At last year's PGA Merchandise Show in Orlando, Davis Love III appeared as a staff player for Tommy Armour 845 investment cast irons and G. Loomis graphite shafts. At the PGA Championship in August and the World Cup of Golf in November, Love played Mizuno forged irons with shafts made of steel, not graphite. Yet the names on his bag were still Armour and Loomis.
Deception is often reality in tournament golf. What you see on the bag isn't always what's in the bag.
"I think that a guy should play what he endorses," says Tour player Mark McCumber. So does the Federal Trade Commission, which clearly stipulates that endorsements "may not contain any representations which could be deceptive."
Does Michael Jordan wear Reeboks, Arnold Palmer rent from Avis, or Jim Palmer don BVD briefs? In golf a degree of misrepresentation goes on all the time. Touring pros give the pitch, and then they run—often to the bank.
A commercial that aired during the Mercedes Championships early this month and during last week's Northern Telecom Open features Fred Couples hitting the new Lynx "Black Cat" irons, which will debut at this week's Merchandise Show. In the ad a tank follows Couples around the course, firing shells that destroy greens. "The tank leaves a slightly larger ball mark," says a man in the voice-over. In Couples's bag at the Mercedes Championships and when he won the Dubai Desert Classic last week were the Lynx Parallax irons he has been using since 1992.
Also broadcast during the Mercedes Championships was a Founders Club advertisement that features Lanny Wadkins hitting oversized Judge irons. "The new Judge iron's got a sweet spot the size of Texas," Wadkins says. "The weight's down low...to hit the ball high...and bring it down soft." Wadkins used Founders Club forged blades in the Northern Telecom Open.
Some players have contracts that allow this kind of deception, committing them to carry billboard-style bags but not clubs of the same brand. Under such a deal, a few years ago Paul Azinger carried a Hurricane Golf bag but played MacGregor irons. Also, though newly signed players are expected to start carrying the company bag immediately, they are often given a grace period of several months in which to experiment with the sponsor's equipment. That's why Nick Faldo carried Mizuno irons in his Wilson bag at the 1990 U.S. Open and Steve Elkington played the 1993 season with Titleist forged irons in his Cubic Balance bag.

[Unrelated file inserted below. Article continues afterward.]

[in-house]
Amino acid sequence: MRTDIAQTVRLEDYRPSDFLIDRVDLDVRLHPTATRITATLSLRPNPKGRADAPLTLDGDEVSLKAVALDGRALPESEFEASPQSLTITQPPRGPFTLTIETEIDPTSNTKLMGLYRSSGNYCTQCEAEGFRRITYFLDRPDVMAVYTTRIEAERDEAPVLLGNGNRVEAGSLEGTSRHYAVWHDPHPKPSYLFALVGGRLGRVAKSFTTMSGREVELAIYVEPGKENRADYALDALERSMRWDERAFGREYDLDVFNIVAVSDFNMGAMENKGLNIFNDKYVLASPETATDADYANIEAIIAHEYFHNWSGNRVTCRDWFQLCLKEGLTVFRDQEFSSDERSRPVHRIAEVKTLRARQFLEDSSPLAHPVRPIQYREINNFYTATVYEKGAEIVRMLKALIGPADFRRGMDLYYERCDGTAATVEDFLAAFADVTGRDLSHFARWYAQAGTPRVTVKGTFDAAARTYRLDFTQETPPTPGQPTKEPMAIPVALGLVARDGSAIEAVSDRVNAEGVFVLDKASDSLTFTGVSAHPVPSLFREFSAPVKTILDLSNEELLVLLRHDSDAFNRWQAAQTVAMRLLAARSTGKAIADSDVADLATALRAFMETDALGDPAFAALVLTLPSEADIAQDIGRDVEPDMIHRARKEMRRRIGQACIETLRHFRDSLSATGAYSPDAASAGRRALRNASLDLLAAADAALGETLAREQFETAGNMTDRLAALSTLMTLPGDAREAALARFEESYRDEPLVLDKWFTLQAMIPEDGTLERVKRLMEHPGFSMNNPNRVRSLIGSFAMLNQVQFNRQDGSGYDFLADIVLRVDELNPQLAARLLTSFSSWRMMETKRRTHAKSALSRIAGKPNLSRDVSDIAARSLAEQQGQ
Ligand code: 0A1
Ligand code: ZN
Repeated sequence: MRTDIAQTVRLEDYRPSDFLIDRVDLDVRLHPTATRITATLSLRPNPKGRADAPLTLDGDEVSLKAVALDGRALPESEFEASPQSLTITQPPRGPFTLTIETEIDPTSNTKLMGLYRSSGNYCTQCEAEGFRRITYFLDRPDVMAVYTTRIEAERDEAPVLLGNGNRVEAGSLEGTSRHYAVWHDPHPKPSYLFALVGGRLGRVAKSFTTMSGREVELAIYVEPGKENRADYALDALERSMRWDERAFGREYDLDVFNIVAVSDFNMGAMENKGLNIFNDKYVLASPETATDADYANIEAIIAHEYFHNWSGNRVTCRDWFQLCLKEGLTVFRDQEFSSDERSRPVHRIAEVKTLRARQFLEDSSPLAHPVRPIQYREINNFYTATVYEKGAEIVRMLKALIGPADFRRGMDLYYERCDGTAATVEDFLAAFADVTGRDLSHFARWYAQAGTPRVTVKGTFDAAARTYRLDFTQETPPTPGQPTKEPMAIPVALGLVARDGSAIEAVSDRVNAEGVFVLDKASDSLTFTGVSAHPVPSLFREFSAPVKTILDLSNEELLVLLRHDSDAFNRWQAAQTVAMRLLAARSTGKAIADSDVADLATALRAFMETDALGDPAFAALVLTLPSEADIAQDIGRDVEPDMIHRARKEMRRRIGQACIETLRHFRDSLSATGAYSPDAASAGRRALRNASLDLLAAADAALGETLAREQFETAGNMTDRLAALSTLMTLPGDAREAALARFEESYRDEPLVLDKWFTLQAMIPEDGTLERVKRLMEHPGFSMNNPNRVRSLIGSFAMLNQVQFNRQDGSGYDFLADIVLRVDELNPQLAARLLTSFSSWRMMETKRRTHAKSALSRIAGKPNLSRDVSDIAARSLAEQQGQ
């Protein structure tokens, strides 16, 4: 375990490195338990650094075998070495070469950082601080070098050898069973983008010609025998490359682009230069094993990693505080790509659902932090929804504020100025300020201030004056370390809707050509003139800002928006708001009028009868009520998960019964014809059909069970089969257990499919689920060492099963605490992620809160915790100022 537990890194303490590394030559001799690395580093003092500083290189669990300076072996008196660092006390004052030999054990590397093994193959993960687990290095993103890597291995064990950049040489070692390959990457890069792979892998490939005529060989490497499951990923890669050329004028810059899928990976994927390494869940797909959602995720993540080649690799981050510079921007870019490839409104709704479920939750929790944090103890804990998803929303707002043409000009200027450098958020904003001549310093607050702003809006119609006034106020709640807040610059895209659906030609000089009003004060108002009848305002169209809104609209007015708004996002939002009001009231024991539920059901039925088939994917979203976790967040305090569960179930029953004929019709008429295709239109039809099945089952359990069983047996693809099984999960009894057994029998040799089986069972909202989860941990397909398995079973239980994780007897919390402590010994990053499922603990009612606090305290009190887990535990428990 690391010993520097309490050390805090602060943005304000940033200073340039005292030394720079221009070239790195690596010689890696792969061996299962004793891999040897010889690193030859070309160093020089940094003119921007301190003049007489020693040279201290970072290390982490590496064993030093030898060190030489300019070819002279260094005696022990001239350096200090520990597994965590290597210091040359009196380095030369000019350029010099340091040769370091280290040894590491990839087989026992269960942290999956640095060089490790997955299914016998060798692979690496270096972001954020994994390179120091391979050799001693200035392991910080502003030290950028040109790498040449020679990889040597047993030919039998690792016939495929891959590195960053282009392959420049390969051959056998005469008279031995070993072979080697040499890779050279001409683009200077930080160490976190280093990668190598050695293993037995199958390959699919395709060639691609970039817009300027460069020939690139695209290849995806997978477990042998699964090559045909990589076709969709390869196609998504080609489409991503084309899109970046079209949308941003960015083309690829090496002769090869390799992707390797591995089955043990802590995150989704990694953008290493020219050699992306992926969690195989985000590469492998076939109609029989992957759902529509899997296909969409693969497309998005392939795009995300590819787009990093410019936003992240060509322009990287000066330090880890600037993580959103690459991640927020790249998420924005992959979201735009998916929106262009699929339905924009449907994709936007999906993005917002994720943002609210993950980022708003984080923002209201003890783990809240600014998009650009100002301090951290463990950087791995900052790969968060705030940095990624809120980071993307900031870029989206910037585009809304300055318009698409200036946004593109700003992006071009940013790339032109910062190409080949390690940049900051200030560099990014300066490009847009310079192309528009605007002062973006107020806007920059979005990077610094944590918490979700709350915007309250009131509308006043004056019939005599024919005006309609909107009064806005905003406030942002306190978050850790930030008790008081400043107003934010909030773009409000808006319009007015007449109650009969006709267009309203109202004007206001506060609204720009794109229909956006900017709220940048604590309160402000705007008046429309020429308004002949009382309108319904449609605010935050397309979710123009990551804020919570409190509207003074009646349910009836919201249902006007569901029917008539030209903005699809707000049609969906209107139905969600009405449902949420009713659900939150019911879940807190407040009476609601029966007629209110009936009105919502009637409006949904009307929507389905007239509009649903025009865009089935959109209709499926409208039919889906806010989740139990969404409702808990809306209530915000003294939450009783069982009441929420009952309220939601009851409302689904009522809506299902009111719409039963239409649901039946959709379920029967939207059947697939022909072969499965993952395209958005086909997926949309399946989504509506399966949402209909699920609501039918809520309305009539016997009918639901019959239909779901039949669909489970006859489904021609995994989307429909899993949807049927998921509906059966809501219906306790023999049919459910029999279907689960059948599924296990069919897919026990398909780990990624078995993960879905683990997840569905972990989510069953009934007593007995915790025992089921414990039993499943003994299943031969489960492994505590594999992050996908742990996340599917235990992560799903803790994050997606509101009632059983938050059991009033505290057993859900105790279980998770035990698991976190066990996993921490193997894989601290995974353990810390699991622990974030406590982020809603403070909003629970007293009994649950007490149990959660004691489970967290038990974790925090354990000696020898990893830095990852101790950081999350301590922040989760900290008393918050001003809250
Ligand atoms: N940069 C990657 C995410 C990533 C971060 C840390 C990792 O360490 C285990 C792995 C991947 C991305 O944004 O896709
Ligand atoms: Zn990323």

To protect themselves, most companies now demand a minimum of eight sponsored clubs in a player's bag. Companies that pay their touring pros six—and in some cases seven—figures per year want credibility, not just exposure. "In the past, we didn't make players who endorsed our products play them," Chuck Swisshelm, then the general manager of Bullet Golf, told Golf Pro magazine in 1993. "However, we've modified our policy."
But what is a company to do when a player can't adjust to playing its clubs? Tommy Armour Golf addressed its problem with Love by making forged blades for him. And even if Black Cats are cutting edge, Lynx can hardly expect Couples to stop using the irons he has had so much success with since 1992. Those Black Cats could bring bad luck.
Changing clubs can mean disaster. Look what happened to Lee Janzen. Last year he signed a $550,000 contract to play perimeter-weighted H40 irons made by the Ben Hogan Company. Ads featuring Janzen playing the H40s aired through June 20, despite the fact that Janzen had already switched to Hogan Apex blades because he couldn't play the H40s. The 1993 U.S. Open champion has since left Hogan and signed a less lucrative contract to play Nicklaus N1 forged irons.